The pandemic presented many opportunities for recording pristine sound ~ deserted streets, fewer airplanes, less noise pollution overall. But like David Byrne in “Nothing But Flowers,” Leo Okagawa yearns for commerce and technology. During lockdown, the metro stations were nearly empty of passengers, but the trains kept going. The machinery was still in place, run by skeleton crews. There was Okagawa in the midst of it all, capturing a vast array of sounds for unpolluted by human interference ~ although they could not have existed without human hands.
One is drawn into the loneliness of an empty metro station, the trains passing by without passengers, the engineer at the controls, placidly pushing levers and plodding through the day. But then one recalls the fascination of the sound lover, recorder in hand, wiggling through nooks and crannies to capture the recordings of the rails: the clacking across tracks, the screeches and horns, and in the distance, like ghosts, the faded employees who run it all. Even here nature manages to intrude, an unusual inversion akin to the airplane sound-bombing a national park: here it is rain, or at least the sound of industry flow, decidedly non-metallic and in this context foreign.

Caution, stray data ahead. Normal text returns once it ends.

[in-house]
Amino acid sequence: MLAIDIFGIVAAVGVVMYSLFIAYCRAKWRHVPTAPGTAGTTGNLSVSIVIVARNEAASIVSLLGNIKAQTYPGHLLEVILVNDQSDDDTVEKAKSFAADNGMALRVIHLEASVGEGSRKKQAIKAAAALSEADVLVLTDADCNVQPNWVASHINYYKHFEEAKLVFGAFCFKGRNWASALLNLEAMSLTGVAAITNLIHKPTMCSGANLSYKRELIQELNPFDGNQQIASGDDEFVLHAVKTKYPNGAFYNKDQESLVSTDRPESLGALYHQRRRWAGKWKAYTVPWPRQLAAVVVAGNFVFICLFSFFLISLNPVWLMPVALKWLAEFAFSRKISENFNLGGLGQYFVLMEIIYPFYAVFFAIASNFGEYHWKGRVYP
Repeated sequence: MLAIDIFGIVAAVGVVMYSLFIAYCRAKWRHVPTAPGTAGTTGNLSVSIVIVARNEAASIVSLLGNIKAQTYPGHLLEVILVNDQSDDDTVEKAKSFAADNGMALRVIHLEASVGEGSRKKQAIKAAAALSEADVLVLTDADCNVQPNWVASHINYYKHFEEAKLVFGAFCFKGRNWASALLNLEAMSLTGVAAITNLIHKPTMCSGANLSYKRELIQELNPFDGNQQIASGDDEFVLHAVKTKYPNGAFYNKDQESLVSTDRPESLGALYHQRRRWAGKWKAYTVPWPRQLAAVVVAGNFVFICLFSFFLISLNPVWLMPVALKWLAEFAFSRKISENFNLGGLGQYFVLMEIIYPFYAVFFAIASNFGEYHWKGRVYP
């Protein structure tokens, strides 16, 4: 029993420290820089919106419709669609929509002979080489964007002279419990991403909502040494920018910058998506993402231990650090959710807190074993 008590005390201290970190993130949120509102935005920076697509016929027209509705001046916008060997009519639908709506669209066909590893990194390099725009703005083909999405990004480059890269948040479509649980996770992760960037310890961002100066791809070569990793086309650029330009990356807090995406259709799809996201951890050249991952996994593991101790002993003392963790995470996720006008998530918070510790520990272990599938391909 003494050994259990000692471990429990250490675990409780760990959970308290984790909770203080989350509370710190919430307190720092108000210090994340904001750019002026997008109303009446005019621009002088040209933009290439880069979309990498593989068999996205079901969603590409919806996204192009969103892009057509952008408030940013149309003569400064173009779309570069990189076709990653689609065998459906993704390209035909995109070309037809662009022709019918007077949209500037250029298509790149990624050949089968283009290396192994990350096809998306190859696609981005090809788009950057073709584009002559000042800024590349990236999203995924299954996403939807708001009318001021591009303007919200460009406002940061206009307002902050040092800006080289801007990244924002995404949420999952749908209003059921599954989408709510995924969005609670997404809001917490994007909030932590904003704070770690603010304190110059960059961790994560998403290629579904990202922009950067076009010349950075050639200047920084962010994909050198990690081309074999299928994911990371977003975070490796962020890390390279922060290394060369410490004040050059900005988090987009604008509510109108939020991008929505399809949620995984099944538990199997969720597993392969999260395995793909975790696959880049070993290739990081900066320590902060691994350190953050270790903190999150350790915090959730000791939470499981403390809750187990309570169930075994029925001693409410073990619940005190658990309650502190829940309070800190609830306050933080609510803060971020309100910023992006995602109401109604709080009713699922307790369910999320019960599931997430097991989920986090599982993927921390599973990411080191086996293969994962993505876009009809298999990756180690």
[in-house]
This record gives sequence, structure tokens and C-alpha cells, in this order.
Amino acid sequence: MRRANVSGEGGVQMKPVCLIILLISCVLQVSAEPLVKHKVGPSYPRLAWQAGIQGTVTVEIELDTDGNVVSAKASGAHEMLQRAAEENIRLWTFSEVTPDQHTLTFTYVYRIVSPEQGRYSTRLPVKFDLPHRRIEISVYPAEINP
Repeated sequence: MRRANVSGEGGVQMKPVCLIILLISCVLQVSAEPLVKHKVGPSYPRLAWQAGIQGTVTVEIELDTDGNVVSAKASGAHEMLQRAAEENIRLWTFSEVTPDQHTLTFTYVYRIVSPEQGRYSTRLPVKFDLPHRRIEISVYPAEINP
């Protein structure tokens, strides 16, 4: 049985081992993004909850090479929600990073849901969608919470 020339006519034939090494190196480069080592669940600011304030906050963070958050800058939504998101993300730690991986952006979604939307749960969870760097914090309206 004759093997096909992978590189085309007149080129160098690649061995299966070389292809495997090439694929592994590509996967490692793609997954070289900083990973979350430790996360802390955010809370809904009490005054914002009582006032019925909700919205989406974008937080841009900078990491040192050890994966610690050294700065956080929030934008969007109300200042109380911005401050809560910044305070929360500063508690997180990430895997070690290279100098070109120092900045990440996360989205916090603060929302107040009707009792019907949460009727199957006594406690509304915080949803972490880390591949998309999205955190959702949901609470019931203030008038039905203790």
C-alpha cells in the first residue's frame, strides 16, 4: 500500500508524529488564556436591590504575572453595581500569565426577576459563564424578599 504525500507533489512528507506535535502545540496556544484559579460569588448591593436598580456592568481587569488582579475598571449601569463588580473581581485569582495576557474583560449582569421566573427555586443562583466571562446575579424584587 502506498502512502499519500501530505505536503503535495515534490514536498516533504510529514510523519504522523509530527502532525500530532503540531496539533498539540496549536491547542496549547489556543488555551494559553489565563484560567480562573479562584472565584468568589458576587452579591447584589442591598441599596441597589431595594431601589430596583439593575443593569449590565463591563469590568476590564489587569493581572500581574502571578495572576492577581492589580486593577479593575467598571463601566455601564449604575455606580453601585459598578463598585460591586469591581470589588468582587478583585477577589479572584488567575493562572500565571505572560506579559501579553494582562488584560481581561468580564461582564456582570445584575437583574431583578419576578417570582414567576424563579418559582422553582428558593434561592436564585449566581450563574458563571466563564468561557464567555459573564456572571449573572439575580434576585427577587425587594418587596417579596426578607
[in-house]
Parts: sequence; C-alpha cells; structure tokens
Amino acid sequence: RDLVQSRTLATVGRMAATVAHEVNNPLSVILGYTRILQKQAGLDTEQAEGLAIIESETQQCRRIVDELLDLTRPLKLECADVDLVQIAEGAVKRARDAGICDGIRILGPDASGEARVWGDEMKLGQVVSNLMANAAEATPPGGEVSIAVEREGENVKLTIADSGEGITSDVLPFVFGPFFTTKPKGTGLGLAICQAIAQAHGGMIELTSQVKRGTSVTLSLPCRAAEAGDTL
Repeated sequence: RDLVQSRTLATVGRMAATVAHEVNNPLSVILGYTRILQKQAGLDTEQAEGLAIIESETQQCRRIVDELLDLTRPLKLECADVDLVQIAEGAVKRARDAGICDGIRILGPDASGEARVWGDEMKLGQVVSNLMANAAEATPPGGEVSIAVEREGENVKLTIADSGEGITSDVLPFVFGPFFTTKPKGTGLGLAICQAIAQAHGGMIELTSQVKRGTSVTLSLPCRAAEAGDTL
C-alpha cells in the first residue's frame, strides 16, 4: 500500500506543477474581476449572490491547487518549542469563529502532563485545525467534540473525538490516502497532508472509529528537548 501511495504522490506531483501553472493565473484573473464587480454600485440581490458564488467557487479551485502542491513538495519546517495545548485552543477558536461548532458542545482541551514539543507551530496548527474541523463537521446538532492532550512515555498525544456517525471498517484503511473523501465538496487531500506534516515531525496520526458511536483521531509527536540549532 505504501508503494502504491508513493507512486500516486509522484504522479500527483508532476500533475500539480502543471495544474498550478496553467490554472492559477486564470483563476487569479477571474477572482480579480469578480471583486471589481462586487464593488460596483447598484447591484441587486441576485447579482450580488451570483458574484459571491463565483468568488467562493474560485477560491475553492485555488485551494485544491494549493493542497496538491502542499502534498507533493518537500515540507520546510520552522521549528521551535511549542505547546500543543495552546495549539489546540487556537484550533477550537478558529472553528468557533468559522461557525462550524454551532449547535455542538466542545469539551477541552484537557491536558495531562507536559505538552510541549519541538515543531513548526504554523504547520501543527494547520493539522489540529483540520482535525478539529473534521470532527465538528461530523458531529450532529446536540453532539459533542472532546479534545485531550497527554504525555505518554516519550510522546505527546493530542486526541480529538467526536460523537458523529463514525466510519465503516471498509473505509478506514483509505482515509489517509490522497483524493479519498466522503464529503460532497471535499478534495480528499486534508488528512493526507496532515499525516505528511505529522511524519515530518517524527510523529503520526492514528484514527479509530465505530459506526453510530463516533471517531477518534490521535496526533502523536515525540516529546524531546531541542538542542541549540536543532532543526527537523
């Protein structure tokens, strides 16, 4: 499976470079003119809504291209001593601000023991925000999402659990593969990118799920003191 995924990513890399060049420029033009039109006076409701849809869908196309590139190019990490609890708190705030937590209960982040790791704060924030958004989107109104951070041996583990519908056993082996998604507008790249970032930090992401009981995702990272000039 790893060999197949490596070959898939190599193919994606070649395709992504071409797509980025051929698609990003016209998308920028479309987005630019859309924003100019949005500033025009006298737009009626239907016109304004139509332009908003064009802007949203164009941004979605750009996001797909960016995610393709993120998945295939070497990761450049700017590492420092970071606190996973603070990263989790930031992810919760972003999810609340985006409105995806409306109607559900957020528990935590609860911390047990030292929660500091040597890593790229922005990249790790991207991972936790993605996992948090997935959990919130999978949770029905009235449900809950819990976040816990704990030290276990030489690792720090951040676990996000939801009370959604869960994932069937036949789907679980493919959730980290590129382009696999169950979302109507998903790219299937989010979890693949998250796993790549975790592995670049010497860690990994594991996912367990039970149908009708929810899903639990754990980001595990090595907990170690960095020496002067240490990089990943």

When the children enter toward the end of Side A, their laughter is a surprise. Of course there are people around. Footsteps fall into a steady pace. The train loves the children, and the children the trains. And then there is music: a reminder of the performers who typically line the tracks, hoping to be heard, to break through, perhaps to earn pocket change. But the musician is Okagawa, back in his home studio, adding texture and contrast.
Side B seems to move further in time, with expanded roles for people and birds. A early sudden crash is a reminder of the fragility of the transit system, though it is immediately followed by the lull of healthy rails. The announcers are back, the warning pings. Still the passengers are sparse; the trains remain the main story. At times, the station is quiet enough to showcase a background hum and the opening and closing of gates. Okagawa tunes a radio dial to the buzz of Tokyo and folds the static into the composition.
These times are already ending. Populaces are pouring back into the streets, the trains, the parks. Might we miss this period of respite, this pause in the hurry from one place to another? Zapping is a sonic snapshot of forced change that nevertheless possesses a peculiar appeal. (Richard Allen)